By this stage, of course, you've probably decided that Audition isn't for you - but may well be for your daughter, younger sister, or an elderly relative who has gone through second childhood and is now at the difficult second puberty stage. On the other hand, if you're still reading, you're over 16 and you're thinking the whole affair sounds kind of fun... Well, you aren't wrong. But it's still not for you.
I discovered this very quickly when I created an honest identity. I had a male avatar (admittedly better dressed than I could ever hope for - Korean virtual fashion won't even allow a pillock like me to mess it up too badly), and I was up front with everyone about being a 26 year old man. My room - the lobby where you create challenges and wait for people to join - was about as popular a dance spot as a gay bar in Tehran.
Drastic action was needed. In desperation, I created a new profile. Female! Born in the nineties! (Yes, I nearly fell over when I realised that there are 16 year olds now who were born in the nineties.) Likes Justin Timberlake and ice cream, doesn't like school and homework! Communicates mostly through the means of smileys and the abbreviations "lol" and "omg"! An all-singing, all-dancing, teen movie cliche machine!
The twinkle-toed debutantes poured in. To my horror, most of the cliches were true; I ingratiated myself into this strange dancing society by means mostly of calling Justin Timberlake "hawt" and complaining about teachers who give "sooooooooo" much homework. We danced the afternoon away, my new bosom friends and I - although the fact that I was masquerading as a teenage girl didn't really ease the pain of being thoroughly whupped by a number of real teenage girls at higher levels in the challenges.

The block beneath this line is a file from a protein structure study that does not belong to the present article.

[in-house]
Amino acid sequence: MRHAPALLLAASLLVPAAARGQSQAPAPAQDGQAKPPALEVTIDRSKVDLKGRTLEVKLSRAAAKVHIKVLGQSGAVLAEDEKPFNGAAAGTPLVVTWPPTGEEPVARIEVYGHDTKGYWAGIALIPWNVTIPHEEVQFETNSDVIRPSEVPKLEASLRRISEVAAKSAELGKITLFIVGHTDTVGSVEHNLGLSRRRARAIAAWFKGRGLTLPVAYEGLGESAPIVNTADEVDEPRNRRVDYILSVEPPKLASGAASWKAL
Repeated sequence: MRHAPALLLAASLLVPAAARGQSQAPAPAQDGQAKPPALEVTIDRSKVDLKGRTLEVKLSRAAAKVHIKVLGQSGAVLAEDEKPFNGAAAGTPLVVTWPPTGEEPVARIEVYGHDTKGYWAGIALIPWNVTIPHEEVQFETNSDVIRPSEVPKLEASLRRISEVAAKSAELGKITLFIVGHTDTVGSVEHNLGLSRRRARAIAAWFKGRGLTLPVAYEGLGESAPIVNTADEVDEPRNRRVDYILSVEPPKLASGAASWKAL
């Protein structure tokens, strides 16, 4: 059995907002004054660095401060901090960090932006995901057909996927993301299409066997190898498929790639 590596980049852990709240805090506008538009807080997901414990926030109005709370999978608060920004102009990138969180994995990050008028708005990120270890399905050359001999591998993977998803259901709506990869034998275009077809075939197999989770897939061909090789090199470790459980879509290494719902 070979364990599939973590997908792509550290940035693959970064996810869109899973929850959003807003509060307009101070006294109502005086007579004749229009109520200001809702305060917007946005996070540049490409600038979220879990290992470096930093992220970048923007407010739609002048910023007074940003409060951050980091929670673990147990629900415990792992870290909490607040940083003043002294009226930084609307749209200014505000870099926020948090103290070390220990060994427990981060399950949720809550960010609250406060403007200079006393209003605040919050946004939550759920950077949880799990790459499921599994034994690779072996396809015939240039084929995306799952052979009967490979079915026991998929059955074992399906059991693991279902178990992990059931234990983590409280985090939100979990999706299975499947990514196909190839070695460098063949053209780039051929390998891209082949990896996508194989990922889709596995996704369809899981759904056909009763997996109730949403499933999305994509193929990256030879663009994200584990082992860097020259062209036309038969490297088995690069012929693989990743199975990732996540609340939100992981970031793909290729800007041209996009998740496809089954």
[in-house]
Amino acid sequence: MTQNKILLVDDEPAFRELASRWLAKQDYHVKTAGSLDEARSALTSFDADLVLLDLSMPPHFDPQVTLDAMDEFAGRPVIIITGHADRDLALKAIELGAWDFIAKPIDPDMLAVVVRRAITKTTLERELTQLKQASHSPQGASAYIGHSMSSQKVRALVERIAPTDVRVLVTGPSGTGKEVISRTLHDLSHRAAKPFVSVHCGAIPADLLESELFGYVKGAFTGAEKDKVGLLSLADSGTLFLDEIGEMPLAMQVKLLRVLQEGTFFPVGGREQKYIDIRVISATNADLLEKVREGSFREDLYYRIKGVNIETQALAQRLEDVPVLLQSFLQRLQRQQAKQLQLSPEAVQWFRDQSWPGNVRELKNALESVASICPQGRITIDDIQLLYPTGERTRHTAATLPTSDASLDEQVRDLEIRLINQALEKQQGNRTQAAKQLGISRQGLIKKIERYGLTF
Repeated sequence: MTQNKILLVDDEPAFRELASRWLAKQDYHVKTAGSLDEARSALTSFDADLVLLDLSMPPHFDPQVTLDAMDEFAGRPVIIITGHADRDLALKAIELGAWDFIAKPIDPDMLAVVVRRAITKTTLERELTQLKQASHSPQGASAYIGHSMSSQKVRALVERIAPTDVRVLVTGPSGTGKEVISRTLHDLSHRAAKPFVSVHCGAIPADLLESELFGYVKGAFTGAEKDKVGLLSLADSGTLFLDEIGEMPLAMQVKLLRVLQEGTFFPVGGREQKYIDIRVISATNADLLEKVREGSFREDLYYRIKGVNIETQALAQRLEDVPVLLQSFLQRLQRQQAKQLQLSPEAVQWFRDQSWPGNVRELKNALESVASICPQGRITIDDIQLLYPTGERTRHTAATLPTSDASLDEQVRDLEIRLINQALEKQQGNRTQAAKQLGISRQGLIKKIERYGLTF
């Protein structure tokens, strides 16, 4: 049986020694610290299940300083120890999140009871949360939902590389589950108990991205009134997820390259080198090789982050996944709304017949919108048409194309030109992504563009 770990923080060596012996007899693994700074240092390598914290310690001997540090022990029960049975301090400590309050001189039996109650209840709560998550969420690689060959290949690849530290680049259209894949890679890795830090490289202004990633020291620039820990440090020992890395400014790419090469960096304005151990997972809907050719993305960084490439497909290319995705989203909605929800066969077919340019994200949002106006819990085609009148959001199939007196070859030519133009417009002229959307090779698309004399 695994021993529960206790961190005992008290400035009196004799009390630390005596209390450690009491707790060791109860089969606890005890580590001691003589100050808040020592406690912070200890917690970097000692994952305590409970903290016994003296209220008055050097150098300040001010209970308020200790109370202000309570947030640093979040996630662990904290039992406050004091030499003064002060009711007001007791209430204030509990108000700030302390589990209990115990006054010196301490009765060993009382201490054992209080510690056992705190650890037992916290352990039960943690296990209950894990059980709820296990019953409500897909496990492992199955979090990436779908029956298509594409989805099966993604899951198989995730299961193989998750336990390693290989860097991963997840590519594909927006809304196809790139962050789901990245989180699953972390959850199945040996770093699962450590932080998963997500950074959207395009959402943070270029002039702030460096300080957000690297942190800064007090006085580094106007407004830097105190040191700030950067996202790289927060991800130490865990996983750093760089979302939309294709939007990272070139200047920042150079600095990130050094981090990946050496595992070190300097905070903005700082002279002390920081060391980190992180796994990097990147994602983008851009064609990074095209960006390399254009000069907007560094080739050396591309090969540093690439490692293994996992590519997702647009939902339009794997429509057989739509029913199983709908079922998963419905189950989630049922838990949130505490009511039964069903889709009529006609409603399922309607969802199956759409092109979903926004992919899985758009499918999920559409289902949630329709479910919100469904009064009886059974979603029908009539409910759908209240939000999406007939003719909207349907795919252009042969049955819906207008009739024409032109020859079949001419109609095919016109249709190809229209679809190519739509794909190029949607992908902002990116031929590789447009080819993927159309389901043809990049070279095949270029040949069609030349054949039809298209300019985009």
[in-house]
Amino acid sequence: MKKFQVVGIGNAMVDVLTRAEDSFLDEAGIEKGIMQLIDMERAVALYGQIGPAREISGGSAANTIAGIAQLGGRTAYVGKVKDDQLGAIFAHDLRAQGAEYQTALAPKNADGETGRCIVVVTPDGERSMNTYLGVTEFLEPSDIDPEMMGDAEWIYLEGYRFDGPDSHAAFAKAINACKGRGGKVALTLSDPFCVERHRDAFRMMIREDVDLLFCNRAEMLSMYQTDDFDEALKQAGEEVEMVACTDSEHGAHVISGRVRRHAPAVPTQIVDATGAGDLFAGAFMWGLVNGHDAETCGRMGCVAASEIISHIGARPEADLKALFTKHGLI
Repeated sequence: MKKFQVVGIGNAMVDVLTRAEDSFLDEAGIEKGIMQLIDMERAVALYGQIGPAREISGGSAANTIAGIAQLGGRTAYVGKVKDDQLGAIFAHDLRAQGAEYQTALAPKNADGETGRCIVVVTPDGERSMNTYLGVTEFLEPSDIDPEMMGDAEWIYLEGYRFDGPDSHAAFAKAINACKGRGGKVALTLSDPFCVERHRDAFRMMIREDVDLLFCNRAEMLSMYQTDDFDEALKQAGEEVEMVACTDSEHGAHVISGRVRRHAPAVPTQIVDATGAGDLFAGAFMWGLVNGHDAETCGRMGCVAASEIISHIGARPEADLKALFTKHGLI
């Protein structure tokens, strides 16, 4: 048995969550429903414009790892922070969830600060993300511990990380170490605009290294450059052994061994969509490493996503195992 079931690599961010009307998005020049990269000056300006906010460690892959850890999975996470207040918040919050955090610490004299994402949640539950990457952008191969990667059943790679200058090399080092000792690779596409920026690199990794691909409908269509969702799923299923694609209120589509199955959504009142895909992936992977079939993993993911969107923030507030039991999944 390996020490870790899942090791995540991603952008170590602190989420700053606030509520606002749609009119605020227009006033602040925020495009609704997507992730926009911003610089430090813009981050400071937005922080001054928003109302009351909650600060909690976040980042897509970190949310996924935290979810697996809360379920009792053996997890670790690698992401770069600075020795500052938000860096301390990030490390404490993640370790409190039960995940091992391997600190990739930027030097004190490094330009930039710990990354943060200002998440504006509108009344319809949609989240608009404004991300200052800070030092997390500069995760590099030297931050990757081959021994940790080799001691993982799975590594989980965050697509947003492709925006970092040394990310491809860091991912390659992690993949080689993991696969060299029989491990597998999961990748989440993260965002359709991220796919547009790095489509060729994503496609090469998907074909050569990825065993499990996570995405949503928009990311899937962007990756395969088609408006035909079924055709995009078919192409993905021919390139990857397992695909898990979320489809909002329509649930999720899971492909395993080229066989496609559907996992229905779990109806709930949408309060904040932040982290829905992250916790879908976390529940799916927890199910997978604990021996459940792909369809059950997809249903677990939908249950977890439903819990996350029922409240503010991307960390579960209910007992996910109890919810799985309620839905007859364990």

Yes, I know that this is all faintly creepy. In fact, I'm even aware that it's not so much "faintly" creepy as "really" creepy, but these are the sacrifices, dear reader, which we intrepid Eurogamer writers are willing to make to bring you the freshest gaming information. Even if it involves delving deep into the uncharted society of teenage girls, and desperately looking up dreadful boybands on Wikipedia to avoid being caught out.
And my conclusion, at the end of this intrepid adventure? (I did narrate some of it to myself in my best David Attenborough voice, which helped quite a lot.)
Audition isn't a game most EG readers are ever going to want to glance at - but you've probably worked that out for yourself by now. But for teenagers - be they girls, or boys who like playing with dolls a bit too much, but who are you to question eh - it's a startlingly addictive and well-composed slice of online entertainment.
Unlike MySpace or Bebo, or online curiosities such as Habbo Hotel, it's a genuine online game with a progression system and rewards for improving your skills - and it has the significant bonus of being free to download and play, and working even on creaky old PCs. There's definitely scope for becoming someone's favourite uncle / dad / brother / godfather / slightly odd-smelling local tramp by recommending this.
And as for me? I deleted the logs, scrubbed myself all over with wire wool, and played Bioshock for about eight hours. The mental scars remain, but the evidence is gone - so it'll be our secret, okay?
You can download the Dance Battle Audition client from goaudition.co.uk. Daily Mail rent-a-crowd with burning torches and pitchforks sold separately.